The common practice in developing computer-aided diagnosis (CAD) models based on transformer architectures usually involves fine-tuning from ImageNet pre-trained weights. However, with recent advances in large-scale pre-training and the practice of scaling laws, Vision Transformers (ViT) have become much larger and less accessible to medical imaging communities. Additionally, in real-world scenarios, the deployments of multiple CAD models can be troublesome due to problems such as limited storage space and time-consuming model switching. To address these challenges, we propose a new method MeLo (Medical image Low-rank adaptation), which enables the development of a single CAD model for multiple clinical tasks in a lightweight manner. It adopts low-rank adaptation instead of resource-demanding fine-tuning. By fixing the weight of ViT models and only adding small low-rank plug-ins, we achieve competitive results on various diagnosis tasks across different imaging modalities using only a few trainable parameters. Specifically, our proposed method achieves comparable performance to fully fine-tuned ViT models on four distinct medical imaging datasets using about 0.17% trainable parameters. Moreover, MeLo adds only about 0.5MB of storage space and allows for extremely fast model switching in deployment and inference. Our source code and pre-trained weights are available on our website (https://absterzhu.github.io/melo.github.io/).
Cross-modality synthesis (CMS), super-resolution (SR), and their combination (CMSR) have been extensively studied for magnetic resonance imaging (MRI). Their primary goals are to enhance the imaging quality by synthesizing the desired modality and reducing the slice thickness. Despite the promising synthetic results, these techniques are often tailored to specific tasks, thereby limiting their adaptability to complex clinical scenarios. Therefore, it is crucial to build a unified network that can handle various image synthesis tasks with arbitrary requirements of modality and resolution settings, so that the resources for training and deploying the models can be greatly reduced. However, none of the previous works is capable of performing CMS, SR, and CMSR using a unified network. Moreover, these MRI reconstruction methods often treat alias frequencies improperly, resulting in suboptimal detail restoration. In this paper, we propose a Unified Co-Modulated Alias-free framework (Uni-COAL) to accomplish the aforementioned tasks with a single network. The co-modulation design of the image-conditioned and stochastic attribute representations ensures the consistency between CMS and SR, while simultaneously accommodating arbitrary combinations of input/output modalities and thickness. The generator of Uni-COAL is also designed to be alias-free based on the Shannon-Nyquist signal processing framework, ensuring effective suppression of alias frequencies. Additionally, we leverage the semantic prior of Segment Anything Model (SAM) to guide Uni-COAL, ensuring a more authentic preservation of anatomical structures during synthesis. Experiments on three datasets demonstrate that Uni-COAL outperforms the alternatives in CMS, SR, and CMSR tasks for MR images, which highlights its generalizability to wide-range applications.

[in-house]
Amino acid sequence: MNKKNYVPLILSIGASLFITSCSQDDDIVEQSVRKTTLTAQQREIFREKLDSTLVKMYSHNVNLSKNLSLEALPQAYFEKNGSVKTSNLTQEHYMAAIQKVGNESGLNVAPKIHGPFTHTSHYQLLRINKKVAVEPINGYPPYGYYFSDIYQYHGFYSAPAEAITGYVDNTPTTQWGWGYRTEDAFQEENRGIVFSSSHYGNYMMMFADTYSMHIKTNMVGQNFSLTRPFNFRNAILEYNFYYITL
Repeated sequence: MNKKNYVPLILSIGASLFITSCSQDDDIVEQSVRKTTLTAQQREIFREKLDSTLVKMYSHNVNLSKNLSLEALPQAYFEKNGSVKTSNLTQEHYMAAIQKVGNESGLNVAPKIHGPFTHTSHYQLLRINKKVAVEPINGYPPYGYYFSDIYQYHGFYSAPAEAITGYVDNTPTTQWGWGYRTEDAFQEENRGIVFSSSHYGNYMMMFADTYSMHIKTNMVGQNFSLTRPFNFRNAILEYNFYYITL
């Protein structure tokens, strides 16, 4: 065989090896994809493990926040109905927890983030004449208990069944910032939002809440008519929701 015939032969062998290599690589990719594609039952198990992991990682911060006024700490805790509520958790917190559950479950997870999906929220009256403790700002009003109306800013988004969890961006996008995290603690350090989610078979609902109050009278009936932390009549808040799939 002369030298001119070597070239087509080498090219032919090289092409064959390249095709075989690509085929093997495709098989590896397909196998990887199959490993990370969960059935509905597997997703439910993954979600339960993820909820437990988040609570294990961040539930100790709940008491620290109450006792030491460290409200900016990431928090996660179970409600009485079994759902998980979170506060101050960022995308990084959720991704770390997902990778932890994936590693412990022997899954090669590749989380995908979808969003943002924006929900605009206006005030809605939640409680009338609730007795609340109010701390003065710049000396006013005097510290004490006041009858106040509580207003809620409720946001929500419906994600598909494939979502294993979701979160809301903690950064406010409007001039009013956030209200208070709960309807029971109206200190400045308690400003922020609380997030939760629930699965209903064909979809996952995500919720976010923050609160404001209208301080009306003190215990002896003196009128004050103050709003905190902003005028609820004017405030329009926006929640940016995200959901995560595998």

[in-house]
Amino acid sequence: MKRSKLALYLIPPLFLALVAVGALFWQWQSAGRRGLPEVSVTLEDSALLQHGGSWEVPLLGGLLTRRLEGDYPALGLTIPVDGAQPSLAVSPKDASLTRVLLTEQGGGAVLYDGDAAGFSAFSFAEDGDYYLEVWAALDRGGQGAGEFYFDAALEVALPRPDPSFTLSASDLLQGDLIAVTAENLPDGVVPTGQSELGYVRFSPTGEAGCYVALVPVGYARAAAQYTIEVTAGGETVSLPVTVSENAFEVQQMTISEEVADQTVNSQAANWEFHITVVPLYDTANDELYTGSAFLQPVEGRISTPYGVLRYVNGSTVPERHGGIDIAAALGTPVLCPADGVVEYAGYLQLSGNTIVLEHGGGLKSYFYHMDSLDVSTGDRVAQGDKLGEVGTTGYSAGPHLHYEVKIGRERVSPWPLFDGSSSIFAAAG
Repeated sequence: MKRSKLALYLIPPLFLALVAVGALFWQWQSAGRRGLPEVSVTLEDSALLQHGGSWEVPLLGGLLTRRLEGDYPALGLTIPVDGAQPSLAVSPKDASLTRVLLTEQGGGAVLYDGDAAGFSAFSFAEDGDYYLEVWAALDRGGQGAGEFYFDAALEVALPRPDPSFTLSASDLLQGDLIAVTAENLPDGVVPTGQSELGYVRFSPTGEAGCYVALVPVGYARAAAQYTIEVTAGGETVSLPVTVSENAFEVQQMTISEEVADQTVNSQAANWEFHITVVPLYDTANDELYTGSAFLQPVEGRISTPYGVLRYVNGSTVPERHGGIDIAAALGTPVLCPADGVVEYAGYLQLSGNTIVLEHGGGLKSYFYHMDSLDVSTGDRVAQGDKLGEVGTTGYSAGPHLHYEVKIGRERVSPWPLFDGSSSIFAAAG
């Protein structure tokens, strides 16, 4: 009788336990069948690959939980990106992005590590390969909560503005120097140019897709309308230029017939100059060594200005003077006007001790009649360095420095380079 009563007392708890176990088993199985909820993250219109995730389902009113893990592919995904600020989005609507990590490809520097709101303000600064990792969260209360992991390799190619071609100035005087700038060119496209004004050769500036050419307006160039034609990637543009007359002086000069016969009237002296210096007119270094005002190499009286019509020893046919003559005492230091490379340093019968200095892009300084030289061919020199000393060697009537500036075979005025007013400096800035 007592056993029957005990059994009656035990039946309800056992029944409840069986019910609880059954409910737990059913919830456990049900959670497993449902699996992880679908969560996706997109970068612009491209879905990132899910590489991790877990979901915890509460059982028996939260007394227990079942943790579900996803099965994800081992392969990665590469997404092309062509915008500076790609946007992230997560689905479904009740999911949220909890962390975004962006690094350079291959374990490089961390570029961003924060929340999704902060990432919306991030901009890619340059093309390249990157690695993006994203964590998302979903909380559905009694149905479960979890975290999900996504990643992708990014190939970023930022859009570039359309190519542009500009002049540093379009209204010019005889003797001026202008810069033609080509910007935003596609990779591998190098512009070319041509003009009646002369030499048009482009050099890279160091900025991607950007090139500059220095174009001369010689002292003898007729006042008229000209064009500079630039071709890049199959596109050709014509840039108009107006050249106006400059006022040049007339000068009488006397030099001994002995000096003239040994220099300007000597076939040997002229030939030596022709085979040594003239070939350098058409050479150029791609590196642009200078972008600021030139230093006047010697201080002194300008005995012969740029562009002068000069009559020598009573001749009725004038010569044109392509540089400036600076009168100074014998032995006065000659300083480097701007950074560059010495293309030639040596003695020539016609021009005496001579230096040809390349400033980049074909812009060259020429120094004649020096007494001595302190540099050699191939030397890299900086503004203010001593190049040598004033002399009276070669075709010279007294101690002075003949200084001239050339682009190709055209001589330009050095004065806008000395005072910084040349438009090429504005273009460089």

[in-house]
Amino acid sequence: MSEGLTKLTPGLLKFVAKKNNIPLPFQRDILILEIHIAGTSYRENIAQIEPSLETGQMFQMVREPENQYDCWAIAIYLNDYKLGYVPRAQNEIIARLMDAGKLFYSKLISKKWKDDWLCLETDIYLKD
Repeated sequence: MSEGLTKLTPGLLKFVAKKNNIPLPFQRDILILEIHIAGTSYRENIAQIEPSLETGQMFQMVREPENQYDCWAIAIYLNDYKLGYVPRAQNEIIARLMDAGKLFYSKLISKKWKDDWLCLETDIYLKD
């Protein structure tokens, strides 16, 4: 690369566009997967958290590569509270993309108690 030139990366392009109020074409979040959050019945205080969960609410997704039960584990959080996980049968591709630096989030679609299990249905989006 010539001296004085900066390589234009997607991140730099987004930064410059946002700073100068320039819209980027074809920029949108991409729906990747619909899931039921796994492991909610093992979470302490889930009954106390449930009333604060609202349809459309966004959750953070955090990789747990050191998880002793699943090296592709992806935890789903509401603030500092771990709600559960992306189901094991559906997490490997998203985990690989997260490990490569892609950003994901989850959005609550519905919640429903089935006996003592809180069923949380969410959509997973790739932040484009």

Accurate automatic segmentation of medical images typically requires large datasets with high-quality annotations, making it less applicable in clinical settings due to limited training data. One-shot segmentation based on learned transformations (OSSLT) has shown promise when labeled data is extremely limited, typically including unsupervised deformable registration, data augmentation with learned registration, and segmentation learned from augmented data. However, current one-shot segmentation methods are challenged by limited data diversity during augmentation, and potential label errors caused by imperfect registration. To address these issues, we propose a novel one-shot medical image segmentation method with adversarial training and label error rectification (AdLER), with the aim of improving the diversity of generated data and correcting label errors to enhance segmentation performance. Specifically, we implement a novel dual consistency constraint to ensure anatomy-aligned registration that lessens registration errors. Furthermore, we develop an adversarial training strategy to augment the atlas image, which ensures both generation diversity and segmentation robustness. We also propose to rectify potential label errors in the augmented atlas images by estimating segmentation uncertainty, which can compensate for the imperfect nature of deformable registration and improve segmentation authenticity. Experiments on the CANDI and ABIDE datasets demonstrate that the proposed AdLER outperforms previous state-of-the-art methods by 0.7% (CANDI), 3.6% (ABIDE "seen"), and 4.9% (ABIDE "unseen") in segmentation based on Dice scores, respectively. The source code will be available at https://github.com/hsiangyuzhao/AdLER.